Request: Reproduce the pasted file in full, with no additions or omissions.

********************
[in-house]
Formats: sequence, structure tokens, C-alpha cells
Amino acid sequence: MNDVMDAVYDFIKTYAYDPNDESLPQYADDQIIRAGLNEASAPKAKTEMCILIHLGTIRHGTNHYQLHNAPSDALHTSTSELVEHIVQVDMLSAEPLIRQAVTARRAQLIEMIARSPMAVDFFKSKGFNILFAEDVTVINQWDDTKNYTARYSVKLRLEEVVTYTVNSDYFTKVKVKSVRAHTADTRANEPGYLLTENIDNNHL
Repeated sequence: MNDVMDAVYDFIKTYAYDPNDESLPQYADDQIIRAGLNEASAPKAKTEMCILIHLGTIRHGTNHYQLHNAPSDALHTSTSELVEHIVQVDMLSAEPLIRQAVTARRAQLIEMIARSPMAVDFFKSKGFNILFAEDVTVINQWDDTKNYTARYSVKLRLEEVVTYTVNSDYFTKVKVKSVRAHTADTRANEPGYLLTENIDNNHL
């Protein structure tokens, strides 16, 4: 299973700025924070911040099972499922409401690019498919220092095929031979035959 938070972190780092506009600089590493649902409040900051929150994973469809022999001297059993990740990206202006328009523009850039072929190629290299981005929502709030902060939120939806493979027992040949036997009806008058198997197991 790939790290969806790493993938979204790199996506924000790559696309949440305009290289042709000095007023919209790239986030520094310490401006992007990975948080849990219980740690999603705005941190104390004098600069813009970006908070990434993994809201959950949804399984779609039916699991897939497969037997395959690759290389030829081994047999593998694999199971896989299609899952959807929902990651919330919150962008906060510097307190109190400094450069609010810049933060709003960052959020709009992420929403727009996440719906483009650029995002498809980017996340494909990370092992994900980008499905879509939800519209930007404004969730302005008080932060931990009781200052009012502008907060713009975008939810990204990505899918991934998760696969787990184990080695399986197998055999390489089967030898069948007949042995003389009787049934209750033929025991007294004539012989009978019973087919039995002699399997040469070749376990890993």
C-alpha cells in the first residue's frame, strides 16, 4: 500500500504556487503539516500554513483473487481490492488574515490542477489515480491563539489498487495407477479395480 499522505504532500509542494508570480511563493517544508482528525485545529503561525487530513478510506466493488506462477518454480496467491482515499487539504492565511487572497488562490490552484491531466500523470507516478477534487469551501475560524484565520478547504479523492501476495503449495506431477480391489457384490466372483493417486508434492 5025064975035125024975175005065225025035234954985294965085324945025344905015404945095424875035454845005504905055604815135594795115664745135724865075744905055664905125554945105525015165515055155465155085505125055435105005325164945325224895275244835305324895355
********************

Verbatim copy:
[in-house]
Formats: sequence, structure tokens, C-alpha cells
Amino acid sequence: MNDVMDAVYDFIKTYAYDPNDESLPQYADDQIIRAGLNEASAPKAKTEMCILIHLGTIRHGTNHYQLHNAPSDALHTSTSELVEHIVQVDMLSAEPLIRQAVTARRAQLIEMIARSPMAVDFFKSKGFNILFAEDVTVINQWDDTKNYTARYSVKLRLEEVVTYTVNSDYFTKVKVKSVRAHTADTRANEPGYLLTENIDNNHL
Repeated sequence: MNDVMDAVYDFIKTYAYDPNDESLPQYADDQIIRAGLNEASAPKAKTEMCILIHLGTIRHGTNHYQLHNAPSDALHTSTSELVEHIVQVDMLSAEPLIRQAVTARRAQLIEMIARSPMAVDFFKSKGFNILFAEDVTVINQWDDTKNYTARYSVKLRLEEVVTYTVNSDYFTKVKVKSVRAHTADTRANEPGYLLTENIDNNHL
């Protein structure tokens, strides 16, 4: 299973700025924070911040099972499922409401690019498919220092095929031979035959 938070972190780092506009600089590493649902409040900051929150994973469809022999001297059993990740990206202006328009523009850039072929190629290299981005929502709030902060939120939806493979027992040949036997009806008058198997197991 790939790290969806790493993938979204790199996506924000790559696309949440305009290289042709000095007023919209790239986030520094310490401006992007990975948080849990219980740690999603705005941190104390004098600069813009970006908070990434993994809201959950949804399984779609039916699991897939497969037997395959690759290389030829081994047999593998694999199971896989299609899952959807929902990651919330919150962008906060510097307190109190400094450069609010810049933060709003960052959020709009992420929403727009996440719906483009650029995002498809980017996340494909990370092992994900980008499905879509939800519209930007404004969730302005008080932060931990009781200052009012502008907060713009975008939810990204990505899918991934998760696969787990184990080695399986197998055999390489089967030898069948007949042995003389009787049934209750033929025991007294004539012989009978019973087919039995002699399997040469070749376990890993």
C-alpha cells in the first residue's frame, strides 16, 4: 500500500504556487503539516500554513483473487481490492488574515490542477489515480491563539489498487495407477479395480 499522505504532500509542494508570480511563493517544508482528525485545529503561525487530513478510506466493488506462477518454480496467491482515499487539504492565511487572497488562490490552484491531466500523470507516478477534487469551501475560524484565520478547504479523492501476495503449495506431477480391489457384490466372483493417486508434492 5025064975035125024975175005065225025035234954985294965085324945025344905015404945095424875035454845005504905055604815135594795115664745135724865075744905055664905125554945105525015165515055155465155085505125055435105005325164945325224895275244835305324895355